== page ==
David Lyle — Bits and Pieces
Bits and Pieces
Past: September 13 → November 9, 2013
Born in the Japanese military base of Okinawa in 1971, David Lyle has been since his adolescence pretty much influenced by the musical trends of the 50’s and TV series such as The Twilight Zone, as his family moved back very quickly to the USA. Punk Rock music is one of the most important discovery for having introduced the young David to a sense of energy, as well as strong ideals and the particular aesthetic of album covers that captivate him and already nourish his artistic desires. What other city could better allow him to freely express his ideas and help him to assert his artistic positions but San Francisco? His determining encounter with Winston Smith and his definitely politically involved collages incites him to see further. Later, settled in Manhattan, he tries to answer to queries rising as one irritating obsession.
Where does that nostalgic feeling of the happy and untroubled 50’s and 60’s, of whom he collects objects, come from? And that pink evocation of the 50’s and 60’s might be considered as some kind of witness of people dark need to build the Golden Age of individualistic minds in our consuming society, might it not? On an exhausted earth suffering from the wild over productive system’s abuses, why do we still need to subconsciously sanctify Economy and try to see the good sides of it? And here is David Lyle’s reply. By striding along flea markets and auctions, this tireless snooper who exhumes photographs of his favourite years offers us a personal vision. Collages, first step of his work, must be seen as the artistic expression of teenage years reminiscences. Then, he applies on wood panels a white gesso that he enhances with black oil put on a brush to later make shades thanks to a cloth.
David Lyle gives a portrayal of a triumphant state walking back out victorious from the WWII and tending to spread over its universal model of happiness. And that’s what photography taught us. Lyle distorts the meaning by putting incoherent and contradictory elements from his personal archives with a particular attention to details. He turns his nose up at clichés with a dark touch of humour coloured with compassion and lets the unease gradually and slyly settle through those joyful images full of that happiness so peculiar to the American way of life. A certain impression of oddness emerges from such paintings, the same feeling we have in front of Robert Frank’s pictures or the Cohen Brothers’ disturbing images like Barton Fink or Barber can show. If only all these collectors of old vinyl records, vintage polaroids or posters could become aware of the treasures they own! And could consider how naïve their fantasies are! Maybe they would conclude that it really is a gloomy comedy.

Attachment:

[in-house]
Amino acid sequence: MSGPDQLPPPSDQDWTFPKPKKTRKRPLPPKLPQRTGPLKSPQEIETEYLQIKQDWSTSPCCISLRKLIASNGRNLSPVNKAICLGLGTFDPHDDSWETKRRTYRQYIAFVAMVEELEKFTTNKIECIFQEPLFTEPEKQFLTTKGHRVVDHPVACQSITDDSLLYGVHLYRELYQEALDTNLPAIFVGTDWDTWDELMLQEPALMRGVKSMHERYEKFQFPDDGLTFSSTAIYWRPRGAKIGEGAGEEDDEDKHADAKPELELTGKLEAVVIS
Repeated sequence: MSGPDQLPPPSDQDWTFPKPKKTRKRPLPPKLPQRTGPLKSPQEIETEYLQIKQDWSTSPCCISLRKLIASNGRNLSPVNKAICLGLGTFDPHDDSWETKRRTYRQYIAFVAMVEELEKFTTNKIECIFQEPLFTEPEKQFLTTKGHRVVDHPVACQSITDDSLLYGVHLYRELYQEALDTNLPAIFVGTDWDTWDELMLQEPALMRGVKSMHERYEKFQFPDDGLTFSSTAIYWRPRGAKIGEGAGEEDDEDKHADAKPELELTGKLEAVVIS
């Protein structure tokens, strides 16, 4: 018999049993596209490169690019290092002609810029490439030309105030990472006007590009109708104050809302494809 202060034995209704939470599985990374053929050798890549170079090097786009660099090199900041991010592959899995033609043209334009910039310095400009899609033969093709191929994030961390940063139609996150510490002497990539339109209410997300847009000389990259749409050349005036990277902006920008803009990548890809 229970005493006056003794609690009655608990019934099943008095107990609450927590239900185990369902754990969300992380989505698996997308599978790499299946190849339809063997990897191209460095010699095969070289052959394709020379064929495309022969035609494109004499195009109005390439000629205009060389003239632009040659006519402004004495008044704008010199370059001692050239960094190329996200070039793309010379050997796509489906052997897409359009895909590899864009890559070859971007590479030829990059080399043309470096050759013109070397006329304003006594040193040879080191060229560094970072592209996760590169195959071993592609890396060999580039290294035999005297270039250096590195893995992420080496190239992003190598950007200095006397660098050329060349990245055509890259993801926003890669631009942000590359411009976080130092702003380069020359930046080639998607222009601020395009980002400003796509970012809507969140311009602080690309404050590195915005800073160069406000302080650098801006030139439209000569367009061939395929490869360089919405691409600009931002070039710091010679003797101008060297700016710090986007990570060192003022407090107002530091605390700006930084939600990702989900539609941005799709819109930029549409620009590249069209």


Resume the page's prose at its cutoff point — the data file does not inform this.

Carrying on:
In the painting Words of Wisdom, a housewife of the 50’s is looking a string with Nike’s slogan “Just do it” on it. If you see something, say something shows a passenger in a bus that holds with detachment a bomb on his knees next to his indifferent neighbours plunged into their reading. With Family Time he evokes the process of colonization of television establishing itself into American homes around which the whole family gathers, evocation of an idyllic image that promotes the benefits of individual success. Lyle, less angelic, suggests that things have already turned over. On screen, an episode of The Simpsons shows a sociopath Homer while struggling his son Bart in a comical gesture but quite violent. For the artist, this series is hiding only partly its innocence behind a cynic side yet highly asserted. David Lyle still remains an artist totally involved in his time. In his most recent series Graffiti, and especially in The Dealer, he is very critical of the Street Art status in contemporary art.
His birth on an occupied island must have had a great influence on his subconscious. Lyle is born in a country in situation of armed peace that has obliged ideals all over the world even if they were useless. He expresses that kind of sensations through a subversive language like these writers that decided to break free from conventions did: Kerouac and his relentless flee from traditional values of his time, Burroughs and his crazy collage of Naked lunch’s disjointed chapters, and Bukowski with his poetic provocative vision of free love and sex. Lyle, with a personal way, pursues this process of demolition.
Opening Thursday, September 12, 2013 6 PM → 9 PM